7. Snacks – You know your favorites, but be sure you have a good variety. Sugary snacks may be great initially, but after a little while they will actually leave you feeling sleepy and dull… not exactly the greatest place to be when you still have 600 words to write that day. Good alternatives are: protein snacks like jerky or nuts; fruit (think: apples with peanut butter, grapes, melon pieces); cheese and lunch meat with crackers; or popcorn. (If you’ve never had G.H. Cretors Chicago Mix, well, you’re really missing out. Pro tip: Costco carries it in a seriously wrong MASSIVE size.)



8. Lip Balm – Seriously. Sometimes with a project this size in front of you, the little comforts can make a hug difference. I personally like Burt’s Bees lip balm, and they have so many varieties! Original, flavored, “Ultra Conditioning,” and (for us ladies who don’t want to feel like the crazed writer we might actually be) rose-tinted.

9. Music – Whether you write to music, brainstorm to music, or relax and reset to music, include music in your NaNoWriMo survival plan! Over the course of a whole month, you are going to want variety and new songs if you’re anything like me. If you’re an Amazon Prime member, you can freely stream a TON of music. It’s all tidily organized so you can play specific artists, albums, or songs. I’m really enjoying their playlists and stations, though. (Variety, remember?)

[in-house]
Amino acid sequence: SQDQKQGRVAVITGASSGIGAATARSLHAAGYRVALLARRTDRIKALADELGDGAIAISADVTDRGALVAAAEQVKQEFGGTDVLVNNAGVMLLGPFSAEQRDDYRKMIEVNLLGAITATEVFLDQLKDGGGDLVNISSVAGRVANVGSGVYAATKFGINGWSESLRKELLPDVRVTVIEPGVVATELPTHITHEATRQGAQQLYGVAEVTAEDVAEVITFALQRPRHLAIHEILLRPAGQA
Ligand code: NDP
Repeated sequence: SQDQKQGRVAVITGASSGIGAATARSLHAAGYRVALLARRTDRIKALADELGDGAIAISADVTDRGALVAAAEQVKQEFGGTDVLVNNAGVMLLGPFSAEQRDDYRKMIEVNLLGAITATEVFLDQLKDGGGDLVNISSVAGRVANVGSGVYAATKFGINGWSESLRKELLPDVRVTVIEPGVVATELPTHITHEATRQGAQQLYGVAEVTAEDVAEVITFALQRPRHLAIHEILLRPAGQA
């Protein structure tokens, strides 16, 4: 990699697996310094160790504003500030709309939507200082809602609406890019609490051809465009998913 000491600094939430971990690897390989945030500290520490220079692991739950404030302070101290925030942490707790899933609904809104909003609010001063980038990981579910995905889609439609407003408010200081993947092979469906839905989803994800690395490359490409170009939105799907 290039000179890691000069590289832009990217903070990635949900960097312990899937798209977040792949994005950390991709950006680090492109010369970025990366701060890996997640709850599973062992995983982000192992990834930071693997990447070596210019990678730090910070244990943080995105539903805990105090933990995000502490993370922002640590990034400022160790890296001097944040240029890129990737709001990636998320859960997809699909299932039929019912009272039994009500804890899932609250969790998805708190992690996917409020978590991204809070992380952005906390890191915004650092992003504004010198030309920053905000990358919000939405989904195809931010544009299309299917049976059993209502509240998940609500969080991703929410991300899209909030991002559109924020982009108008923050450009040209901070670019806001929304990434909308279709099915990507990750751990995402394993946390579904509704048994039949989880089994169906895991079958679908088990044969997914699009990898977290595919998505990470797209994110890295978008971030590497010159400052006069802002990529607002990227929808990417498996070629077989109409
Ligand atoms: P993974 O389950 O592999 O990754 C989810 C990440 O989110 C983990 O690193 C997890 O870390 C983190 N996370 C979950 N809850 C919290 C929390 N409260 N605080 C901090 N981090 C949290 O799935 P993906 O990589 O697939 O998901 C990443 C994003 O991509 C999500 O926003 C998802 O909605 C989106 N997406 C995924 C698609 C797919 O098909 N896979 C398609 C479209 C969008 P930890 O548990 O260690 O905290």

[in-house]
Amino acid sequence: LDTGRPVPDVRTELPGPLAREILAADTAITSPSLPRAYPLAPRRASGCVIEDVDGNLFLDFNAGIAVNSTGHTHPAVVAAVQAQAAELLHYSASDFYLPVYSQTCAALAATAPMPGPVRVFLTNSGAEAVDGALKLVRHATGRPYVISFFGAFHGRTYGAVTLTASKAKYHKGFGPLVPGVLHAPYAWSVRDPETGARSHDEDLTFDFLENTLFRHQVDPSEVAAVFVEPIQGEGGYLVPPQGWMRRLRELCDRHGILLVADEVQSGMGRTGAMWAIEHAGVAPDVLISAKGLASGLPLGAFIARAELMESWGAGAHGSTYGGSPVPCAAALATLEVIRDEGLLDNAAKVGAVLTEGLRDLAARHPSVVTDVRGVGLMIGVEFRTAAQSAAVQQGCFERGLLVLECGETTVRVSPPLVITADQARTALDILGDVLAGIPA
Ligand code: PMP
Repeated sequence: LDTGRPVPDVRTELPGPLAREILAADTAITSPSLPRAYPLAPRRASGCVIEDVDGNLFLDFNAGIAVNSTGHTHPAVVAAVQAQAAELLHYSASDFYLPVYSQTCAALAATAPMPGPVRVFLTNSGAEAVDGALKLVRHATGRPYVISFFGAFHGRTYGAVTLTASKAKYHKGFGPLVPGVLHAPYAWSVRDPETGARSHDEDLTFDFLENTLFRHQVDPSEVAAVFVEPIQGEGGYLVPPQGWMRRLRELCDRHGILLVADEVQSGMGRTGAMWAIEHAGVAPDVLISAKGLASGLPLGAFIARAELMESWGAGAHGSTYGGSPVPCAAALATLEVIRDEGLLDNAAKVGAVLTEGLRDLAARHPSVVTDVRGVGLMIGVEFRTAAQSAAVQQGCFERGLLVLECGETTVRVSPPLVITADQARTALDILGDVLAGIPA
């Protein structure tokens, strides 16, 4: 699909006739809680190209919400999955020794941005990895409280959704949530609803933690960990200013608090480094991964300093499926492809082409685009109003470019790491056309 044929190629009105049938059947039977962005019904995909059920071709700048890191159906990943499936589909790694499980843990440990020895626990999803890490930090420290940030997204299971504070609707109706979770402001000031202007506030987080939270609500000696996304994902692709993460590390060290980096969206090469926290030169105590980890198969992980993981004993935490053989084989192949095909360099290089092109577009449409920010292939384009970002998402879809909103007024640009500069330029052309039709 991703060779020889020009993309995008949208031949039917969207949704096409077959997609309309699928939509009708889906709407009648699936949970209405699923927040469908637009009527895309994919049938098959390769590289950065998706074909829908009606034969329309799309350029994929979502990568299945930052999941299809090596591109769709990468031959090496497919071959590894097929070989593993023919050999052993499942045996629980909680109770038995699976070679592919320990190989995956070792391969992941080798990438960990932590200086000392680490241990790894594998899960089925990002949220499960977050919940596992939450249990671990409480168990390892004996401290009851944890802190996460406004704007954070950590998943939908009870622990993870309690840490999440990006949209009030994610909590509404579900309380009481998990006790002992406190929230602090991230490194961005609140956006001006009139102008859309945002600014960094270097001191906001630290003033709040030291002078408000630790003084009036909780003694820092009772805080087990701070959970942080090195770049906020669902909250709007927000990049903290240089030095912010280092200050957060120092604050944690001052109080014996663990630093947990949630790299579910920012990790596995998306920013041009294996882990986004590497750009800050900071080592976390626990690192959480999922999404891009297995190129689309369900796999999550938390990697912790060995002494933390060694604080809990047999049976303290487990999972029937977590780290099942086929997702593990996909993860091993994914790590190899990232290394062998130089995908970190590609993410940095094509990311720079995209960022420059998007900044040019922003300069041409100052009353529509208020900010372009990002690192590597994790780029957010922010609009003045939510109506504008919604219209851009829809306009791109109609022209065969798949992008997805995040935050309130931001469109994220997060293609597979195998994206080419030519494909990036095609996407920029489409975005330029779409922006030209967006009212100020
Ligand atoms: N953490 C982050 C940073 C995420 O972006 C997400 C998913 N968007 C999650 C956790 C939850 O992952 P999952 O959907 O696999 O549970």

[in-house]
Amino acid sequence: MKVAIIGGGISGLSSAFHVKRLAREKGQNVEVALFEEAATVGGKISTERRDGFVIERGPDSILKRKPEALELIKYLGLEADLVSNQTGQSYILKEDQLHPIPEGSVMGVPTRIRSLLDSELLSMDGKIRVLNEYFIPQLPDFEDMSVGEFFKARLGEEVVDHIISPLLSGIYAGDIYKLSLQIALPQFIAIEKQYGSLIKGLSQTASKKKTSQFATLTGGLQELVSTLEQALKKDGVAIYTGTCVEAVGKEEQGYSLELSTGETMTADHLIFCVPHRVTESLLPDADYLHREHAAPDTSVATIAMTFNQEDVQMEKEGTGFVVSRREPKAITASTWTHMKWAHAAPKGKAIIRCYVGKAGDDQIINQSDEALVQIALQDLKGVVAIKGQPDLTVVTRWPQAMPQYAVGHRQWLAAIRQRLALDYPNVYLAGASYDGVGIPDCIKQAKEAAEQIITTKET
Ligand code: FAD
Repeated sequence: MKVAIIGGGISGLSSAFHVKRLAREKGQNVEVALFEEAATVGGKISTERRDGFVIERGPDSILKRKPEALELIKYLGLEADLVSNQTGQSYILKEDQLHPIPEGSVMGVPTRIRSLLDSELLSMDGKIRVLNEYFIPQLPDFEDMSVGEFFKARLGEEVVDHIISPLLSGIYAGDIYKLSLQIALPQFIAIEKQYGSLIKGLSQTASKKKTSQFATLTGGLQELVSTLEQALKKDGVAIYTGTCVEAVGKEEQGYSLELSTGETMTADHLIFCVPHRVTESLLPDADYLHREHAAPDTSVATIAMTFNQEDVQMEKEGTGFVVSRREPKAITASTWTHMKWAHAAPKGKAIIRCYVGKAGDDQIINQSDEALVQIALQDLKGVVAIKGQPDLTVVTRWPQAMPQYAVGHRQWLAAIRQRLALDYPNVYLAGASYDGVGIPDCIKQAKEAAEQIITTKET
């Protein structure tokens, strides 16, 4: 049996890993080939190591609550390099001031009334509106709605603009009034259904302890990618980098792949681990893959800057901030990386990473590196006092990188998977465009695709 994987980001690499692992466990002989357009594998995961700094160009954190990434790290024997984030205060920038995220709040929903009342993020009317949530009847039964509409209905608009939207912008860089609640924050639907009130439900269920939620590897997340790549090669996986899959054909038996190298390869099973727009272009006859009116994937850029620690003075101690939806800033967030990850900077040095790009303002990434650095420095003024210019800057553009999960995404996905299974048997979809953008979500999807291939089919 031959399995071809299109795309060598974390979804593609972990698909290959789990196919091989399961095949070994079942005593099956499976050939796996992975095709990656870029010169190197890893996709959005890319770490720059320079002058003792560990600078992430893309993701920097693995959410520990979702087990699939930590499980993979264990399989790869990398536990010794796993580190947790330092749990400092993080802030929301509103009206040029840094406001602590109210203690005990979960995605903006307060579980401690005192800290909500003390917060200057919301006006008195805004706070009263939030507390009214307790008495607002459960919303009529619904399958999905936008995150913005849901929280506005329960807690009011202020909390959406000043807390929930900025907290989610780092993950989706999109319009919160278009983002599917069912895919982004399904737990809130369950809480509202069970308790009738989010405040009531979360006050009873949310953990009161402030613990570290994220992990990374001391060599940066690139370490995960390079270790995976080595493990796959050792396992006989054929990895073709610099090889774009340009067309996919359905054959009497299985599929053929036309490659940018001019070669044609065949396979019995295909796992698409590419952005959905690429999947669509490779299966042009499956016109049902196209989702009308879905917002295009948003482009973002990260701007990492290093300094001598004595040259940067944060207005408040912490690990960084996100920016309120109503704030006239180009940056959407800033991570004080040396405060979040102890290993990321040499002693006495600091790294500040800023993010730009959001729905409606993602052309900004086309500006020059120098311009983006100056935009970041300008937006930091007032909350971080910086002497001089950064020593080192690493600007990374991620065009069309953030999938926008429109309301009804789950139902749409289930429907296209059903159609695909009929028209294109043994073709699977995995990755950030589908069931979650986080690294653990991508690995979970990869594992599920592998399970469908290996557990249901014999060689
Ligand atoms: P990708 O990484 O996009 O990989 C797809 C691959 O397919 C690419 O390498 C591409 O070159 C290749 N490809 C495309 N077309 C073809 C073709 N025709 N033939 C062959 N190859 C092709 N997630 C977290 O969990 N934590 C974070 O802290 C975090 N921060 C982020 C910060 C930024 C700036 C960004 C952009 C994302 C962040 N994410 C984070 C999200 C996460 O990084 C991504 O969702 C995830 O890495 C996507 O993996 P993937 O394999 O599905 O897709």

Don’t have Amazon Prime? Well, I have good news… Amazon offers a free, 30-day trial. Also, the month of November is 30 days in length. Catch my drift…?



10. Earbuds – Gotta have a way to listen to all that awesome music! I was just looking at earbuds since mine have all died tragic deaths at this point. (The little people at my house like to pop those cool rubbery tips off them!) Someone once had me try out the Apple EarPods, and they’re most awesome. That’s saying a lot, because I typically find earbuds totally annoying and uncomfortable (small person, small ear canals. What can I say…). For me, they fit in my ears, stayed put, and were comfortable despite not having any delightful-to-pull-off rubber components. These are going right on my wish list now that I’ve remember them!